My son Cole and I were in Austin, Texas a couple of weeks ago for a speaking engagement at 44 Farms. By the way, you should check out https://44farms.com/. They’re amazing.
On the drive, Cole suddenly said, “Hey Dad. Look over there. It’s In-n-Out Burger!”
For folks like Cole and me who live in the southeastern United States, we don’t have access to In-N-Out — which makes them all the more valuable to us. It’s why Cole didn’t say, “Hey Dad. Look over there. It’s McDonald’s!”
This is called scarcity marketing.
Scarcity marketing is the idea of limiting the supply of a product, either through restricting availability to a certain time-frame or decreasing production or access, or all three.
It’s very smart but oddly rarely used.
Let’s take church world as an example. In some ways the idea of scarcity is used because the church is only “open” one day a week. (Now, I get it, the Church isn’t just on Sundays and it’s not reserved for a building.)
But with the Internet, access to sermons and content became, eventually, widely available. When COVID-19 hit, it was the only way to stay connected.
And yet, church attenders suddenly realized they had more options than just the churches in their hometown. They could listen to anyone, anytime, anyplace, around the world. In a post-COVID world, this is still happening. Access to content is unlimited and while that’s a good thing, it is creating challenges, namely in church attendance.
A lot of churches haven’t recovered from their pre-COVID days. “I’ll just watch online,” is an often repeated phrase.
This isn’t necessarily a bad thing. I’m not arguing for or against online church. I’m simply making the point that easy access to content can make it seem not as valuable. It can feel like McDonalds and not In-N-Out.
All that said, how could a church leverage the idea of scarcity while also wanting to reach as many people as possible?
Well, I have some thoughts.
Too often, the Church has been a content machine, and understandably so. But for a church to engage people in this post-COVID world it needs to realize content isn’t king. Community is.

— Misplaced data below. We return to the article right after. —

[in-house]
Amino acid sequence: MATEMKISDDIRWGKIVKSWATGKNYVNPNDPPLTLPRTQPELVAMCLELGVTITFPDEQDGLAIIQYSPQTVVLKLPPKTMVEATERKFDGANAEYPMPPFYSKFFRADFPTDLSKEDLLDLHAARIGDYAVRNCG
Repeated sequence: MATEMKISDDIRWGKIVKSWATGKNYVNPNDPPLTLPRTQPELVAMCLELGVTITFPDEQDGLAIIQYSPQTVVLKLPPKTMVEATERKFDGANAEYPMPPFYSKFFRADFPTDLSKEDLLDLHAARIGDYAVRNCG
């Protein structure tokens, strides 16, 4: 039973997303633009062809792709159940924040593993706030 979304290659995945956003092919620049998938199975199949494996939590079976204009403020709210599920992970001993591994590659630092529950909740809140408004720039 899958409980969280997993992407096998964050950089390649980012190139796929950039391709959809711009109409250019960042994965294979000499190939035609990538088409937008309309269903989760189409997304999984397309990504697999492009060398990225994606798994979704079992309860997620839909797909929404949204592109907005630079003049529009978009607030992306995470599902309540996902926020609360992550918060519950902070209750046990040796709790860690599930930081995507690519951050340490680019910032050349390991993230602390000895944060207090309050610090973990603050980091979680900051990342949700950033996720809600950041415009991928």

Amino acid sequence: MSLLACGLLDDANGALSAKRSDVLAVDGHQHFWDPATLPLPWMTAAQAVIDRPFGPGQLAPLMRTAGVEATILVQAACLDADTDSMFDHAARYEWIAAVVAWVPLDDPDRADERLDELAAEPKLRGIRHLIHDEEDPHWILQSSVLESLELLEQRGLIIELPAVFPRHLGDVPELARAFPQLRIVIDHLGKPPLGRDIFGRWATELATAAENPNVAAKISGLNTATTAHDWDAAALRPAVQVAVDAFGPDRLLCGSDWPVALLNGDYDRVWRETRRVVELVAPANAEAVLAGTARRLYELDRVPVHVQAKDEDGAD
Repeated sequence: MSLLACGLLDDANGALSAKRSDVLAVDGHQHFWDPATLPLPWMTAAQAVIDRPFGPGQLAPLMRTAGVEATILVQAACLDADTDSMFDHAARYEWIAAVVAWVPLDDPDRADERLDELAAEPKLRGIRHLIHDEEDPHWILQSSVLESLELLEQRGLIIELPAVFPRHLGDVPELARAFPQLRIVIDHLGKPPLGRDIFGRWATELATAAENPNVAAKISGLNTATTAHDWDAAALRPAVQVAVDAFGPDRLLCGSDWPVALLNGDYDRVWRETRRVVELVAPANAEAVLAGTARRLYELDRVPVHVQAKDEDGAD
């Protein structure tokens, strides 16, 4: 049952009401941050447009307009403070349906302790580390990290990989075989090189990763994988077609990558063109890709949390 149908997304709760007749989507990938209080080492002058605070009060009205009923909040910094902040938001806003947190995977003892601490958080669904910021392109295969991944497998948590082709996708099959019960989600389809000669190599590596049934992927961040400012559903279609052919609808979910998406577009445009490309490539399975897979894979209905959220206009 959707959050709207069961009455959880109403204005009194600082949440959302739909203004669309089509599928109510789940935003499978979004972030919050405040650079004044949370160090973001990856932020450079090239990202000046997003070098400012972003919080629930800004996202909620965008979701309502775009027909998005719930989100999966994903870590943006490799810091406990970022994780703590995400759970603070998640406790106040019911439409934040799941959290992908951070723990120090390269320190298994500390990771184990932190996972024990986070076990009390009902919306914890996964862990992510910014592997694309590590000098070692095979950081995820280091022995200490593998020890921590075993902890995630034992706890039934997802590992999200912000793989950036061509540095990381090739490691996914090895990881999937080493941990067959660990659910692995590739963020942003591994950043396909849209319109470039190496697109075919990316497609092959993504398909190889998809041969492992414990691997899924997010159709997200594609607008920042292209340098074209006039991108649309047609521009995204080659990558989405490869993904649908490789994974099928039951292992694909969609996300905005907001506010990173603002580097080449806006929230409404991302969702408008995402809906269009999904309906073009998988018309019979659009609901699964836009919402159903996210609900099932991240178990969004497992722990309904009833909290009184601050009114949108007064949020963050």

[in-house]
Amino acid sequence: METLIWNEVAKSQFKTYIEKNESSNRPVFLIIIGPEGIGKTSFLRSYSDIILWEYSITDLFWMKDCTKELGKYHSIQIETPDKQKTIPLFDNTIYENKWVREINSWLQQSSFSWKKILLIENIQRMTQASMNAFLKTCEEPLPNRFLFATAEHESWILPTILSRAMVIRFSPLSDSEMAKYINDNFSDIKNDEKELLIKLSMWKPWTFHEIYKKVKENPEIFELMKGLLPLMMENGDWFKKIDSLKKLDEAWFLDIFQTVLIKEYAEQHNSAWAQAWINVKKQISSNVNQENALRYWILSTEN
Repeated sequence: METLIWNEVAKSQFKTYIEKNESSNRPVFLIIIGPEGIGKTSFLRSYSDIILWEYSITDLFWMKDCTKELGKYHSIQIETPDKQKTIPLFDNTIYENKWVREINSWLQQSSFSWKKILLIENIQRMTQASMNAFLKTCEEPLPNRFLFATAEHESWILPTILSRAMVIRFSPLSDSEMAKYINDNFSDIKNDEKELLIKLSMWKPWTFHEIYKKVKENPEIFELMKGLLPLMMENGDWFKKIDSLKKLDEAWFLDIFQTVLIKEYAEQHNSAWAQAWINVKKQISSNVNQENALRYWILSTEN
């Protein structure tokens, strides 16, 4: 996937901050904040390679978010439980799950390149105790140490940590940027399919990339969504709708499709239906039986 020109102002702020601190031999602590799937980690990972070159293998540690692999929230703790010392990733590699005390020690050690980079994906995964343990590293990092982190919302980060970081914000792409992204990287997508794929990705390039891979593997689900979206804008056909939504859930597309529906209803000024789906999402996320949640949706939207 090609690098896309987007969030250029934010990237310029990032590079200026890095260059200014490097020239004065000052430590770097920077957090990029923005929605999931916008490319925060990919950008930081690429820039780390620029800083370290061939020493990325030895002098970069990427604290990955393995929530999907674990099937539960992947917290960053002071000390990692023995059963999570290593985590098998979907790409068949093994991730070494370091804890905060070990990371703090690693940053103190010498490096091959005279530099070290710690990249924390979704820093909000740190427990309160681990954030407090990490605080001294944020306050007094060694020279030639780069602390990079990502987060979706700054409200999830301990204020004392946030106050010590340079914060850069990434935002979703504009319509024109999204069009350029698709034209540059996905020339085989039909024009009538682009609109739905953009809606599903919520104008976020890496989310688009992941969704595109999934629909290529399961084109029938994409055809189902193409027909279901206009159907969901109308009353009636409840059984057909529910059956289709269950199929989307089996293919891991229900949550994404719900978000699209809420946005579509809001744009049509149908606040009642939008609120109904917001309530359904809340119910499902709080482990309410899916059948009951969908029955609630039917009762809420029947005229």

Recently, the Surgeon General said the fastest growing health epidemic in America is loneliness. Not cancer or heart disease. Loneliness. He compared it to smoking 15 cigarettes a day.
If I were a church leader, that would bother me. But at the same time, I would see an opportunity. Organizations that solve loneliness for people will win going forward. Loneliness is an epidemic. Belonging is scarce. Therein lies the opportunity.
In church world, the answer to this is often positioned as community groups. And while that’s a good answer, it’s far deeper than that.
It’s creating a sense of belonging. For example, take Harley-Davidson. Anytime people are willing to tattoo your logo on their body — well, let’s just say you’ve created a sense of community and belonging. And that’s exactly what Harley Davidson has done. In their own way, they have provided a cure for loneliness. An example of this is what they continue to do with their H.O.G. community — Harley Owners Group. It’s a brilliant example of scarcity marketing. I go into greater detail about this in my book, Know What You’re FOR, which you can access through the link below.
The competitive advantage Harley Davidson has created is far bigger than just their product. It’s their community — which is limited to H.O.G.
What would this look like in your business, non-profit or organization? How can you leverage scarcity marketing?
Are you McDonald’s or In-N-Out?
PS. Here’s a next step for you and the team regarding this week’s email. Start reading the FOR book and discussing it at your lead team meetings as a way to help guide these discussions.